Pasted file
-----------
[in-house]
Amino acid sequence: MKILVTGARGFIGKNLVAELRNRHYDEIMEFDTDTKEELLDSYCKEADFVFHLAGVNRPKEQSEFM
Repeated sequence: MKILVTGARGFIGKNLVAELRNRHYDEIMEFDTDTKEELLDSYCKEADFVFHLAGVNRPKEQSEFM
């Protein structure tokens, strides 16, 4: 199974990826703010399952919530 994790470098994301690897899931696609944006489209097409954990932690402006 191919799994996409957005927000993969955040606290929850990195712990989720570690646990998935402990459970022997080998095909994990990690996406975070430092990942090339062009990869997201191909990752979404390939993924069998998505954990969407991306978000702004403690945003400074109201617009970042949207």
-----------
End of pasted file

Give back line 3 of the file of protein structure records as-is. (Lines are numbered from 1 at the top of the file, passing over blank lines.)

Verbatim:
Repeated sequence: MKILVTGARGFIGKNLVAELRNRHYDEIMEFDTDTKEELLDSYCKEADFVFHLAGVNRPKEQSEFM